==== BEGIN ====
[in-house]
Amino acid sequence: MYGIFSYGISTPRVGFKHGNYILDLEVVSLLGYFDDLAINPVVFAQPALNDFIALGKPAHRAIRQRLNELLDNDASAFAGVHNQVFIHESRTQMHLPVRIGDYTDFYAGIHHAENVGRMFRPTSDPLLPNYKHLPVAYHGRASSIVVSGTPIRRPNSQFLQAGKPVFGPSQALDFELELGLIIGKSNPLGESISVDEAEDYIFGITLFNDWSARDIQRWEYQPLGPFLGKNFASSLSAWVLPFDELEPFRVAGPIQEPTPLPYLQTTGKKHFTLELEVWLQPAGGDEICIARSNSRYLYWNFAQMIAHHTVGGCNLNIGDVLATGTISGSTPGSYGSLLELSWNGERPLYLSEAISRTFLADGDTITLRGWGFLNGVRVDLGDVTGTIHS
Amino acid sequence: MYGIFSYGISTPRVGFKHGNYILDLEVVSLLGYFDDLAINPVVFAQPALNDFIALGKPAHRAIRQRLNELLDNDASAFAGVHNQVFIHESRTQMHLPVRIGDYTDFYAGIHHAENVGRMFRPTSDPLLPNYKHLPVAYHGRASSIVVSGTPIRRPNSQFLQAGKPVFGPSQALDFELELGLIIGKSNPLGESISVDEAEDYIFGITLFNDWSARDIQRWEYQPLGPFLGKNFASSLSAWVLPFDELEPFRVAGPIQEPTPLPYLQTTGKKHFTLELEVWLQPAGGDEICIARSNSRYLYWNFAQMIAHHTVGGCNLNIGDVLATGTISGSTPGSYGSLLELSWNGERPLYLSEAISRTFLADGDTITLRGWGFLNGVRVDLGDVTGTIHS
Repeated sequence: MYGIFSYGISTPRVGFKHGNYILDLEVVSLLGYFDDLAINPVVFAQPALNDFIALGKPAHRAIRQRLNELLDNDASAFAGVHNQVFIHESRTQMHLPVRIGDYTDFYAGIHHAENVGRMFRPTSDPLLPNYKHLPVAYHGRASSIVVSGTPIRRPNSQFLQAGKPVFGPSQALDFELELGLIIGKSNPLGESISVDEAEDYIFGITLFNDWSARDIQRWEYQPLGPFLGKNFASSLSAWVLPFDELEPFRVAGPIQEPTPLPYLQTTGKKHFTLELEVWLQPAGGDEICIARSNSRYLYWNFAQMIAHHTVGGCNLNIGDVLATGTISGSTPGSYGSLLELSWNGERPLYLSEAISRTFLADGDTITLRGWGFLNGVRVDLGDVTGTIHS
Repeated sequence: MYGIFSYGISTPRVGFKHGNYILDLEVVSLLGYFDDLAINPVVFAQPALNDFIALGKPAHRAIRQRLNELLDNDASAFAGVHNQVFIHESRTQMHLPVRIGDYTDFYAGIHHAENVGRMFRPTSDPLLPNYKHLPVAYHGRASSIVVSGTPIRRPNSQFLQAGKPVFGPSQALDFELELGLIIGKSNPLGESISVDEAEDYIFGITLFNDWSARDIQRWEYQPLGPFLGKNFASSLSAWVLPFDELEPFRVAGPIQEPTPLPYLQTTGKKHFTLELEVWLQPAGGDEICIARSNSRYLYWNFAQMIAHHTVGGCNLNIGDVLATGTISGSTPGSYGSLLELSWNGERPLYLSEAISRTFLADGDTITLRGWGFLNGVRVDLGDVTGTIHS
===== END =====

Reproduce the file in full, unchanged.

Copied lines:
[in-house]
Amino acid sequence: MYGIFSYGISTPRVGFKHGNYILDLEVVSLLGYFDDLAINPVVFAQPALNDFIALGKPAHRAIRQRLNELLDNDASAFAGVHNQVFIHESRTQMHLPVRIGDYTDFYAGIHHAENVGRMFRPTSDPLLPNYKHLPVAYHGRASSIVVSGTPIRRPNSQFLQAGKPVFGPSQALDFELELGLIIGKSNPLGESISVDEAEDYIFGITLFNDWSARDIQRWEYQPLGPFLGKNFASSLSAWVLPFDELEPFRVAGPIQEPTPLPYLQTTGKKHFTLELEVWLQPAGGDEICIARSNSRYLYWNFAQMIAHHTVGGCNLNIGDVLATGTISGSTPGSYGSLLELSWNGERPLYLSEAISRTFLADGDTITLRGWGFLNGVRVDLGDVTGTIHS
Amino acid sequence: MYGIFSYGISTPRVGFKHGNYILDLEVVSLLGYFDDLAINPVVFAQPALNDFIALGKPAHRAIRQRLNELLDNDASAFAGVHNQVFIHESRTQMHLPVRIGDYTDFYAGIHHAENVGRMFRPTSDPLLPNYKHLPVAYHGRASSIVVSGTPIRRPNSQFLQAGKPVFGPSQALDFELELGLIIGKSNPLGESISVDEAEDYIFGITLFNDWSARDIQRWEYQPLGPFLGKNFASSLSAWVLPFDELEPFRVAGPIQEPTPLPYLQTTGKKHFTLELEVWLQPAGGDEICIARSNSRYLYWNFAQMIAHHTVGGCNLNIGDVLATGTISGSTPGSYGSLLELSWNGERPLYLSEAISRTFLADGDTITLRGWGFLNGVRVDLGDVTGTIHS
Repeated sequence: MYGIFSYGISTPRVGFKHGNYILDLEVVSLLGYFDDLAINPVVFAQPALNDFIALGKPAHRAIRQRLNELLDNDASAFAGVHNQVFIHESRTQMHLPVRIGDYTDFYAGIHHAENVGRMFRPTSDPLLPNYKHLPVAYHGRASSIVVSGTPIRRPNSQFLQAGKPVFGPSQALDFELELGLIIGKSNPLGESISVDEAEDYIFGITLFNDWSARDIQRWEYQPLGPFLGKNFASSLSAWVLPFDELEPFRVAGPIQEPTPLPYLQTTGKKHFTLELEVWLQPAGGDEICIARSNSRYLYWNFAQMIAHHTVGGCNLNIGDVLATGTISGSTPGSYGSLLELSWNGERPLYLSEAISRTFLADGDTITLRGWGFLNGVRVDLGDVTGTIHS
Repeated sequence: MYGIFSYGISTPRVGFKHGNYILDLEVVSLLGYFDDLAINPVVFAQPALNDFIALGKPAHRAIRQRLNELLDNDASAFAGVHNQVFIHESRTQMHLPVRIGDYTDFYAGIHHAENVGRMFRPTSDPLLPNYKHLPVAYHGRASSIVVSGTPIRRPNSQFLQAGKPVFGPSQALDFELELGLIIGKSNPLGESISVDEAEDYIFGITLFNDWSARDIQRWEYQPLGPFLGKNFASSLSAWVLPFDELEPFRVAGPIQEPTPLPYLQTTGKKHFTLELEVWLQPAGGDEICIARSNSRYLYWNFAQMIAHHTVGGCNLNIGDVLATGTISGSTPGSYGSLLELSWNGERPLYLSEAISRTFLADGDTITLRGWGFLNGVRVDLGDVTGTIHS